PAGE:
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Tropical Journal of Pharmaceutical Research
Pharmacotherapy Group, Faculty of Pharmacy, University of Benin, Benin City, Nigeria
ISSN: 1596-5996
EISSN: 1596-5996
Vol. 14, No. 8, 2015, pp. 1509-1515
Bioline Code: pr15198
Full paper language: English
Document type: Research Article
Document available free of charge

Tropical Journal of Pharmaceutical Research, Vol. 14, No. 8, 2015, pp. 1509-1515

 en Assessment of the Attitude of Community Pharmacists and Pharmacy Technicians towards Diarrhea: A Simulated Patient Study in Turkey
Sancar, Mesut; Tezcan, Elif; Okuyan, Betul & Izzettin, Fikret Vehbi


Purpose: To evaluate community pharmacists' and pharmacy technicians' counselling practices regarding diarrhea in Istanbul-Turkey using a simulated patient study.
Methods: This study was conducted in a total of one hundred community pharmacies located in two different districts of Istanbul, Turkey. Diarrhea cases involving patients of different age groups were designed and assigned to simulated patients who visited the pharmacies. After leaving a neighbourhood pharmacy, the simulated patients answered a list of questions about the content of the consultation services offered by the pharmacist or the pharmacy technician, including whether or not demographic and medication history was taken, if pharmacological and non-pharmacological recommendations were made, and if any patient education was offered. The duration of the counselling services, the total number of questions asked by the community pharmacists and pharmacy technicians, and the cost of the suggested medications were also evaluated.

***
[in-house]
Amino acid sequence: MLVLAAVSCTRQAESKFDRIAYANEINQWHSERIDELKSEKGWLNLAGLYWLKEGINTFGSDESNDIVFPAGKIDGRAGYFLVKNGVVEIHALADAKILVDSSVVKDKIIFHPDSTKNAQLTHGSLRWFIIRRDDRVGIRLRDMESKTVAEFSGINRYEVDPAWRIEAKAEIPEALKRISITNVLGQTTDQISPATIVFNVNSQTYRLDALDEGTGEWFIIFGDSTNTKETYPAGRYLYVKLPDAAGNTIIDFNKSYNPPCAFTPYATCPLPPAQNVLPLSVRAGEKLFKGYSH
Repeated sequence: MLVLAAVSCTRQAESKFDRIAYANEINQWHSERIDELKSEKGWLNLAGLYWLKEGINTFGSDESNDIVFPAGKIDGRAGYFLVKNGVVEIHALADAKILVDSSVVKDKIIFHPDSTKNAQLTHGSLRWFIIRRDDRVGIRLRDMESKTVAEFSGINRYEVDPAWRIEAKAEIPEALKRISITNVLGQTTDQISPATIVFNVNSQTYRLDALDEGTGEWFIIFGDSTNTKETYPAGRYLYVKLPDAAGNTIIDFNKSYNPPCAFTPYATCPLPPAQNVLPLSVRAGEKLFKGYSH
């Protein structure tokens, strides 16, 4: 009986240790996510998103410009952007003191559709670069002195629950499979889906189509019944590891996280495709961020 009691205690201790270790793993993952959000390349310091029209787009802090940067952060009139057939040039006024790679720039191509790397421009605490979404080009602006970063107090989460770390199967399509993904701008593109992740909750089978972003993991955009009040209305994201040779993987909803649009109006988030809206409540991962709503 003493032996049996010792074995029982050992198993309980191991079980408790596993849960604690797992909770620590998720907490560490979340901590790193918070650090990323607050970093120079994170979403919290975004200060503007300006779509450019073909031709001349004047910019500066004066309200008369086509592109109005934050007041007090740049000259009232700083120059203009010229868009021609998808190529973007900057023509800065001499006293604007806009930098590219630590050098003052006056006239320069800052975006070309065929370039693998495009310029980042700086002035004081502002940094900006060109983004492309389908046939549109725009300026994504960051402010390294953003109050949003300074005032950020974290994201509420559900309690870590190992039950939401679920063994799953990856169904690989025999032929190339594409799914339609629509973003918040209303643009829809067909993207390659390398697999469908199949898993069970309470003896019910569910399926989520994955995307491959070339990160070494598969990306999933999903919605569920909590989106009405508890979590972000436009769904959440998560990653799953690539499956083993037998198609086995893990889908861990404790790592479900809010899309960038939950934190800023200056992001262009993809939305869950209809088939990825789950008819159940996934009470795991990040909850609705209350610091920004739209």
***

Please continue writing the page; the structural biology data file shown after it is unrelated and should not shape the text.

Results: The number of pharmacists and pharmacy technicians who counselled simulated patients was 40 and 60, respectively. Pharmacists and pharmacy technicians made little enquiry about the demographics and medical history of the patients. The most common medications recommended by pharmacists and pharmacy technicians were probiotics, either alone or in combination with other medications. Pharmacists took more responsibility for simulated patients than pharmacy technicians did (p < 0.05). Pharmacists offered more recommendations to simulated patients when compared with pharmacy technicians (90 vs. 68.3 %, p < 0.05).
Conclusion: In view of their consultant role regarding patient medication, the attitude of pharmacists and pharmacy technicians towards minor illnesses such as diarrhea needs improvement through professional education programs.

Pharmacist; Pharmacy technician; Counselling practice; Simulated patient

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